Olympus Corp.’s first sale of bonds to the public in more than two decades met strong investor demand, according to underwriters, in a sign that the Japanese company has overcome the market fallout from its 2011 accounting scandal.
Investors’ orders for the notes came to 2.7 times the 10 billion yen ($90 million) on offer last week, according to the underwriters. The company also enticed investors with a slightly higher yield than similar offerings in recent weeks.
Olympus’s share price has nearly tripled since the end of 2011, when the medical equipment maker restated five years of past earnings after admitting to a 13-year cover-up of investment losses. The company’s rating was raised to A- from BBB+ last year by Rating & Investment Information Inc., which cited reduced concern about its legal outlook abroad and the improvement of its financial health.
The bonds due in 2022 with an A- rating from R&I had a 0.22 percent coupon. That’s higher than JA Mitsui Leasing Ltd.’s similar-maturity 0.2 percent debt sold this month, with the same rating from R&I, according to Bloomberg-compiled data.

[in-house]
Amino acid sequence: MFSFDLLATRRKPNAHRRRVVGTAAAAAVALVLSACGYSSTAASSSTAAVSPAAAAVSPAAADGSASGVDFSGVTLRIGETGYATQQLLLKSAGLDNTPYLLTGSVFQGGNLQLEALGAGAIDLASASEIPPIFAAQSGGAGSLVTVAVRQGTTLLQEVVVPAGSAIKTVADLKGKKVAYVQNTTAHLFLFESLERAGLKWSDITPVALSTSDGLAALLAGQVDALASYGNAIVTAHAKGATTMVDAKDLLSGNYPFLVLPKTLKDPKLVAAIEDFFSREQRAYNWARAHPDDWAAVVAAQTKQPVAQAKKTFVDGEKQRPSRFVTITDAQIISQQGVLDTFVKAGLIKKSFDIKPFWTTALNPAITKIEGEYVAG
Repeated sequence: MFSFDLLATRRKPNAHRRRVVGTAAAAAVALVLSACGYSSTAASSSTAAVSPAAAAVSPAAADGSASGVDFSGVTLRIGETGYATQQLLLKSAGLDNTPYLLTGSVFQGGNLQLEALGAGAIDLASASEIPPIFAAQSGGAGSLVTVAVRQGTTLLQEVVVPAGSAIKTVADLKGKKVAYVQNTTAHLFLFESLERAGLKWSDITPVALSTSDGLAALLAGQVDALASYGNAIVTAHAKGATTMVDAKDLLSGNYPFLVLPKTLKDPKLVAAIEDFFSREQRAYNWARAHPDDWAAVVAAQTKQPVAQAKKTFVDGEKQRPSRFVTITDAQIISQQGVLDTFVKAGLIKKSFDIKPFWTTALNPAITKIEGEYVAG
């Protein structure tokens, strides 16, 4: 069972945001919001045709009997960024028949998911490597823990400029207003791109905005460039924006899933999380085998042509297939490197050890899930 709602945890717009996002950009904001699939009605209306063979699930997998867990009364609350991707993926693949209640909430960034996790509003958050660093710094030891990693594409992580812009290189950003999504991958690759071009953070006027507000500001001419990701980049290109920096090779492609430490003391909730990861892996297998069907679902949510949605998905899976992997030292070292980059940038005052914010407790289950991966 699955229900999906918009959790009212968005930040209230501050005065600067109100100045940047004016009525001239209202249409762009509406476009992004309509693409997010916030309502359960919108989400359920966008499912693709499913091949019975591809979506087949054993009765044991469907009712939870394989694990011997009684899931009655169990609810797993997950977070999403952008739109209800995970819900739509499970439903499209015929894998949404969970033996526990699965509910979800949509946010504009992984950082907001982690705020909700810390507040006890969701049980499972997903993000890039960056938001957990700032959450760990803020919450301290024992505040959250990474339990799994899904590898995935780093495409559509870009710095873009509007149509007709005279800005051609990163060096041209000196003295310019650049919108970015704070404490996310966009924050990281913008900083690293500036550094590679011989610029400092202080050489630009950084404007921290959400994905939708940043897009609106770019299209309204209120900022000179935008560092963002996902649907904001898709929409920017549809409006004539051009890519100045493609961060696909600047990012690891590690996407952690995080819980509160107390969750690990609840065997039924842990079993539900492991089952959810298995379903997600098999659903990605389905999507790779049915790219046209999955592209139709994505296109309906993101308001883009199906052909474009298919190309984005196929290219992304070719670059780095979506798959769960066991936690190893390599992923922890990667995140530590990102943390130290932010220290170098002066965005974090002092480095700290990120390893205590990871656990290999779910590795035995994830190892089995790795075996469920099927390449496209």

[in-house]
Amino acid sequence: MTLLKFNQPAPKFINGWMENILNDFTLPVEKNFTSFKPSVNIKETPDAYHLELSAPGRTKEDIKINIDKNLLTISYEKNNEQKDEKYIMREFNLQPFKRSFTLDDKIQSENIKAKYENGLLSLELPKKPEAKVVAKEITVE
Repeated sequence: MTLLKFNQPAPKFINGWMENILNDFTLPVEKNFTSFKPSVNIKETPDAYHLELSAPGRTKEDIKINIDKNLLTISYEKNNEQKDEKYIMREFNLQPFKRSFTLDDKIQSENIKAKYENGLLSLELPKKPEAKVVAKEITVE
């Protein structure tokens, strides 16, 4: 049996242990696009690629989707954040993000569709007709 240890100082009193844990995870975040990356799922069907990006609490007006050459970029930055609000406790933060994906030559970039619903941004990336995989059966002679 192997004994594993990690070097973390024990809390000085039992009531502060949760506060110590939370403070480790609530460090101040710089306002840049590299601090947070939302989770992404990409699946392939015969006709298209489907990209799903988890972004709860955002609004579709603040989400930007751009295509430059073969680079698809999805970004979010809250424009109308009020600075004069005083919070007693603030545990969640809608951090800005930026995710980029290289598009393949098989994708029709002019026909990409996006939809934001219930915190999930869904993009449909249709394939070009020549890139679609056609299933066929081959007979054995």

Olympus’s debt-to-equity ratio has improved to about 0.7 time in the year ended March 31 from 13.5 times in the year ended March 2012.
Company spokesman Shinichiro Murakami said the firm is trying to diversify its fundraising methods so it can stably secure cash for working capital and investment. Funds from the latest bond sale will be used to pay for loans due by the end of the month, he said.
The company sold bonds via private placement from 2004 to 2008, Bloomberg-compiled data show. The last time it issued notes to the public was in 1996.